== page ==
Others, including the ruling Workers’ Party, want something completely different: a “closed-list” system in which votes are cast for parties rather than people, and then doled out according to the party’s own ranking. That method would limit voters’ flexibility, by stopping them from supporting a party while opposing an individual unpopular candidate. And it wouldn’t end vote-pulling: a party could still hire a wacky front-man to campaign, but put him at the bottom of its list.
The third-largest party, the Partido da Social Democracia Brasileira, defends some sort of mixture of both systems, as does Mr Sarney himself. With just 45 days before the committee is scheduled to return with a proposal, its 15 members have their work cut out for them.
(Photo credit: AFP)
Feb 22nd 2011, 20:45 by The Economist online
THE United States has been stalling for years on the ratification of its free-trade agreements with Colombia and Panama, but The Economist
's readers are an optimistic bunch. 63% of them
say they expect the deals to be approved in 2011. Maybe this time really will be different.
This week's Economist Asks question addresses another contentious aspect of American foreign policy: the trade embargo against Cuba. The United States has long said it will not make significant changes to its stance on Cuba unless the Castros implement real political liberalisation. One of America's most important demands has been the release of all political prisoners. Cuba's government has been freeing prisoners for months, and is on track to empty its jails of them. Do you think America should respond by loosening the embargo, even in the absence of democratic elections? Let us know.
Feb 20th 2011, 0:00 by M.D. | OTTAWA
THE race for sovereignty over the Arctic first grabbed the world’s attention in 2007, when a Russian submarine planted a titanium flag on the ocean floor at the North Pole. Yet according to a poll
of the eight Arctic countries released last month, the most assertive nation in the region when it comes to ownership of resources and border issues is Canada. Slightly over 40% of Canadian respondents said their government “should pursue a firm line in defending its sections of the Arctic”. The only other countries that exceeded 10% were Iceland (36%) and Russia (34%). Similarly, about 10% of Canadians said the area should be made an international territory comparable to Antarctica, the lowest figure in the survey. In contrast, 48% of Swedes supported that idea. “We seemed to have morphed a bit,” says Frank Graves, a pollster in Ottawa whose company, EKOS Research Associates, co-ordinated the research project. “It’s my way or the highway on many issues.”
The first explanation for this hard line is Canadians’ perennial antipathy towards Americans: the superpower to the south can’t be allowed to get too greedy in the north. Whereas the United States was the only country to choose Canada as its preferred partner for dealing with Arctic issues, Canadians—whom the report’s authors called “rather churlish”—rated the Americans on the same level as Russians. “We may well ask who is the American now?”, they noted.
A more recent cause is the militant posture taken by Stephen Harper, the Conservative prime minister. During his 2005-06 campaign, he promised to build heavily armed icebreakers and a network of underwater listening posts. Following his victory, he used his first news conference to warn the world that “the Canadian government will defend our sovereignty” over the Northwest Passage. In office, he has travelled north every year to observe military exercises, where he makes sure to appear in carefully staged photos on naval frigates and submarines, with the obligatory icebergs in the background. Part of his government’s rationale for its controversial C$16 billion ($16.1 billion) purchase of F-35 fighter jets is that they are needed to fend off Russian flights, which have not, but just might, enter Canadian airspace.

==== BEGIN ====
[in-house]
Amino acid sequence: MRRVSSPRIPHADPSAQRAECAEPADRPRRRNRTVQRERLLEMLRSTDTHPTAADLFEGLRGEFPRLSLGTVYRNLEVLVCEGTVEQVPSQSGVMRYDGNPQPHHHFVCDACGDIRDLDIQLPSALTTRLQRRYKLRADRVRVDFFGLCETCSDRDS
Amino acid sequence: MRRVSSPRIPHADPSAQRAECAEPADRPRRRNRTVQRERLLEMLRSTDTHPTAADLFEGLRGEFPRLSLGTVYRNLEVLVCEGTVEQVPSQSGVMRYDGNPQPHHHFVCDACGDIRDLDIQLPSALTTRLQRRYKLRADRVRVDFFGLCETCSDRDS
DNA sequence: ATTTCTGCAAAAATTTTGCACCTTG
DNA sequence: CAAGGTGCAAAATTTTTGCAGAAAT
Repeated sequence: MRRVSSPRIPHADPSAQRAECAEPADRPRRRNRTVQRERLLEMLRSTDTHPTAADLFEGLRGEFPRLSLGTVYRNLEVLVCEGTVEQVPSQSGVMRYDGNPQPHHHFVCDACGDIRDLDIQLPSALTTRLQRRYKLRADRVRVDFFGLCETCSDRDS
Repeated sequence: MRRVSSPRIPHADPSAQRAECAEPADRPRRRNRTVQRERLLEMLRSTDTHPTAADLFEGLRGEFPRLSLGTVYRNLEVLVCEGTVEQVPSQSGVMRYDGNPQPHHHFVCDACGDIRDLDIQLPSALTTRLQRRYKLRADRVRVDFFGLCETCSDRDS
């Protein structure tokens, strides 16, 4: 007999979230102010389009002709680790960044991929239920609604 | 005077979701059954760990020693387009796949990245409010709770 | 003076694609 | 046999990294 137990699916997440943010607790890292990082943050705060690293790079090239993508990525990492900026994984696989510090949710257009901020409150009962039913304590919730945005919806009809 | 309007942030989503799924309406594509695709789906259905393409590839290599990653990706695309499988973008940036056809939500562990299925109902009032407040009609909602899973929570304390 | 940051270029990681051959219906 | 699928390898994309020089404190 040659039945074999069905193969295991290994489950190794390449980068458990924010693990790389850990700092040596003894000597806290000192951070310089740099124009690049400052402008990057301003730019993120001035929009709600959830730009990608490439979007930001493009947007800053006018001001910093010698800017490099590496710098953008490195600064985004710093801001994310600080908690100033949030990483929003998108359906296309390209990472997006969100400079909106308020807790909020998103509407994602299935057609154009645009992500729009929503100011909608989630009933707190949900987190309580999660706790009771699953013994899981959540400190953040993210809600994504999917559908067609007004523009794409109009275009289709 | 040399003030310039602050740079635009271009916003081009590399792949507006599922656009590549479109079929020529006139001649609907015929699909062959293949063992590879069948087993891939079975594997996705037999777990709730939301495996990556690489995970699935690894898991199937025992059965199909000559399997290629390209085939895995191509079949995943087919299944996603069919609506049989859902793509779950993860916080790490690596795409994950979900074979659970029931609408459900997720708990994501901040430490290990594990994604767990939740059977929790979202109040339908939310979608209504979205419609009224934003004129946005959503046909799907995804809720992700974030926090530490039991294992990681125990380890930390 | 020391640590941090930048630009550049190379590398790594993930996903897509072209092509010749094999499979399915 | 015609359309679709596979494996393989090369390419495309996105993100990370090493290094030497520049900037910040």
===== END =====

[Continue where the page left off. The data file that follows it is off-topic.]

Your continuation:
This bellicose rhetoric may have helped shore up support for Mr Harper’s minority government. But it does not bode well for resolving problems that will inevitably arise as the polar icecap recedes, opening the region to more shipping and resource exploration. Canada has a dispute with Denmark over ownership of barren Hans Island
, which separates its Ellesmere Island from Greenland; one with the United States over the maritime boundary extending into Beaufort Sea from the border between the Yukon Territory and Alaska; and one with just about every country but China over whether the Northwest Passage is an international strait or sovereign Canadian waters. Further potential battles could be brewing regarding the continental shelf and the resources that lie beneath the Arctic Ocean.
There was some common ground to be found among the Arctic countries, however. China has applied for observer status at the Arctic Council. But every country in the poll save Russia listed China as their least preferred partner when it comes to the Arctic. Russia reserved top spot in the unpopularity stakes for its old Cold War adversary, the United States.
Feb 19th 2011, 17:32 by S.B. | BOGOTÁ
ANYONE who thought that the latest round of hostage releases in Colombia could lead to something more, such as peace talks, had a rude awakening this week. On February 16th, the FARC guerrillas freed Guillermo Solorzano, a police officer, and Salin Sanmiguel, a soldier—the last two of the six hostages they had announced they would let go this month. Four others were released last week. Nonetheless, a series of mishaps along the way led Juan Manuel Santos, the president, to call the plan a “farce” and declare that the “door to peace is shut”.